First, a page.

Eat Drink Run Woman

Musings from a Seattle personal chef with a fitness problem

Archive for July, 2014

Published July 2nd, 2014

Independence Day



This coming 4th of July, I will celebrate the independence of a small tumor from my left breast.  Talk about life’s curveballs!  Not something I ever expected — colon cancer runs in the family, not breast cancer.

Although the guidelines have now changed, I’ve been getting regular mammograms every year for at least five years.  A couple of years ago I was called back for an ultrasound as they found an abnormality; I was totally freaked out, but fortunately it was for naught.  So when I got called back after my May 16 mammogram, I wasn’t concerned.  (My breast tissue is dense, so it can be hard to read with just a mammogram).

During the ultrasound the doc was a tad concerned about one area (appeared as shading), but not particularly so.  He said it very well could be how the breast tissue was formed, but he recommended getting a biopsy “just in case.”  Again, I wasn’t concerned.  Hell, I even scheduled the biopsy three days before a 50-mile race!  (My über expensive yet highly supportive bra earned its keep: I ran a 30-minute personal best.)

They said I would likely get my biopsy results two days later.  Friday came and went with no call, but I wasn’t worried.  Monday came and went, and I decided if I didn’t hear by Tuesday afternoon, I’d call.  My darling and I were sitting on the couch Facebooking Tuesday morning when the phone rang; my heart jumped into my throat when I heard my doctor’s voice.  (Typically if it’s good news then a nurse calls).  Once I heard the word “cancer” come out of her mouth I pretty much became oblivious to anything else she said.  (It was like the adults in a “Charlie Brown” cartoon: “WAH WAH WAH WAAH, WAH WAH WAH WAAH.”)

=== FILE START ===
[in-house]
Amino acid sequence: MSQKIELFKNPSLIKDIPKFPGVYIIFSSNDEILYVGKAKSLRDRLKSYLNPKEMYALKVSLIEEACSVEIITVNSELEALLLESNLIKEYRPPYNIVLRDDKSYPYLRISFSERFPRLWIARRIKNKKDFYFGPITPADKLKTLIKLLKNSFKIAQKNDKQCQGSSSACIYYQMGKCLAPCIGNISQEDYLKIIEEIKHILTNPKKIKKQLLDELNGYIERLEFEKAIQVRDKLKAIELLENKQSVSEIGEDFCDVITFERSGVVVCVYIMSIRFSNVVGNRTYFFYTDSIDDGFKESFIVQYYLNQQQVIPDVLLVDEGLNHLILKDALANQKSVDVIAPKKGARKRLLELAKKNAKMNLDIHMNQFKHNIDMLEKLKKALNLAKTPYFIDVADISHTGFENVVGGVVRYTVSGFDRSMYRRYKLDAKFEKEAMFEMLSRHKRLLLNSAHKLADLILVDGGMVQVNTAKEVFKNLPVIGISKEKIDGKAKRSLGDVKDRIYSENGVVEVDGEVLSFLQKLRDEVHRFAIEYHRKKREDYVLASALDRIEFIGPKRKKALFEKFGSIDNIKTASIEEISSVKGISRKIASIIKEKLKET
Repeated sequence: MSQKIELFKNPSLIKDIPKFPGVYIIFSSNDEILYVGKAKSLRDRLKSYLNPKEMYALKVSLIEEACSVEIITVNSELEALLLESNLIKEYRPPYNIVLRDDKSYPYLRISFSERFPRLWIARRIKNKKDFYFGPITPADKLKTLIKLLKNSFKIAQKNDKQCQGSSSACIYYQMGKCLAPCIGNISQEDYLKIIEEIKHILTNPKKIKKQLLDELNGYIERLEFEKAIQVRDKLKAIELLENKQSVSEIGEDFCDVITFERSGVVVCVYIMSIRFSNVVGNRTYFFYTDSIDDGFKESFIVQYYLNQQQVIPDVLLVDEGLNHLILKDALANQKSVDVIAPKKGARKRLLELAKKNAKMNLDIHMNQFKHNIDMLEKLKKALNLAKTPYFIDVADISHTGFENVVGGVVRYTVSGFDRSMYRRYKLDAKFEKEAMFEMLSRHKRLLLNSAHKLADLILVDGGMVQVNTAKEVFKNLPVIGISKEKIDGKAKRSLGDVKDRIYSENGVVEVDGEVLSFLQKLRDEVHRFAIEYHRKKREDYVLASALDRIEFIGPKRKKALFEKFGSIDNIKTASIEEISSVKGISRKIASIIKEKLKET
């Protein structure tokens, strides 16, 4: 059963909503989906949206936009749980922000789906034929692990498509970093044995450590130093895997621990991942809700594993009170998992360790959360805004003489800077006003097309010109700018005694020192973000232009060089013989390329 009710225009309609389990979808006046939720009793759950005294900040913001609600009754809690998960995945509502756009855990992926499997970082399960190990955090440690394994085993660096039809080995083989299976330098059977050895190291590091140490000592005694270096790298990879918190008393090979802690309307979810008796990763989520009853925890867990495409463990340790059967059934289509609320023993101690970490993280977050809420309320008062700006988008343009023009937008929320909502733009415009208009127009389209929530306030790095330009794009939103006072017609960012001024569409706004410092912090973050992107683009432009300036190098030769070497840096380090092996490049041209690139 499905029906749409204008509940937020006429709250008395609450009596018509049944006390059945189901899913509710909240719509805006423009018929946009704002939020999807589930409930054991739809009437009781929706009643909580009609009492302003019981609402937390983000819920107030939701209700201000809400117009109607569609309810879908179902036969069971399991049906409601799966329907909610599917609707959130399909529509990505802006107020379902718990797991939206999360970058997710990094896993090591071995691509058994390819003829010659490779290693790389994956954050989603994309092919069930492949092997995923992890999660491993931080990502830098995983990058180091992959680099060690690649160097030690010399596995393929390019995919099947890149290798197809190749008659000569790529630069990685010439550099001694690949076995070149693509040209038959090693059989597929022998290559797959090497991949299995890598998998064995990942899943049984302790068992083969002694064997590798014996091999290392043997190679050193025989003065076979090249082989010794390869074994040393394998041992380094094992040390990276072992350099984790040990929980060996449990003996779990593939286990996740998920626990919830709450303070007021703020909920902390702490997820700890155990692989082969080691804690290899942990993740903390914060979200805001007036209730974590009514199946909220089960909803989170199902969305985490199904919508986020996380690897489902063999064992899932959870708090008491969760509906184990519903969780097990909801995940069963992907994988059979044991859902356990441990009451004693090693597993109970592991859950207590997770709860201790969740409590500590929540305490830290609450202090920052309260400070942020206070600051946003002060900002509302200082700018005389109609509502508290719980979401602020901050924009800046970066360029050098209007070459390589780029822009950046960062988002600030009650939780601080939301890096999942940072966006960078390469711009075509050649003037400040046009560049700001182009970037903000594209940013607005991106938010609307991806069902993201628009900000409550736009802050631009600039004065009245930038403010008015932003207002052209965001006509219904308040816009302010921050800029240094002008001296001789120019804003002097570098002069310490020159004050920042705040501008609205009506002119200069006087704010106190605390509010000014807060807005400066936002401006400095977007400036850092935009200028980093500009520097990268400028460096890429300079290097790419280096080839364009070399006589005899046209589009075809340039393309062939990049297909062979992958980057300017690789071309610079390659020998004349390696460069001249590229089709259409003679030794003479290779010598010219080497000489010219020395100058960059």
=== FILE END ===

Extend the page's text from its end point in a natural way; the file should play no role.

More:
I had to have her repeat what I had; she used the terms “infiltrating lobular, low-grade” and “in-situ.”  She had made an appointment for me to meet with a breast cancer surgeon that coming Friday (the 13th, no less.)  I hung up the phone and burst into tears.  As I dialed my sister to inform her, my darling turned to Dr. Google with the information we had.  As I blubbered to my sister about having cancer, he’s saying, “It’s not cancer!”  Rather, it was “lobular carcinoma in-situ (LCIS),” which is not considered a “true” cancer.  However, it means you’re at a greater risk for developing cancer in the future, so regular screenings and hormone therapy are recommended.

This information helped relieve me a bit, and I decided to hold off on telling my other siblings and my mom until after I met with the surgeon.  But the waiting was the worst part (patience is not one of my virtues).  It also gave me time to turn to Dr. Google myself.  I kept coming back to the word “infiltrating;” while “in-situ” means “in place, “infiltrating,” well, means the exact opposite.  My worries returned but all I could do was wait to meet with the surgeon.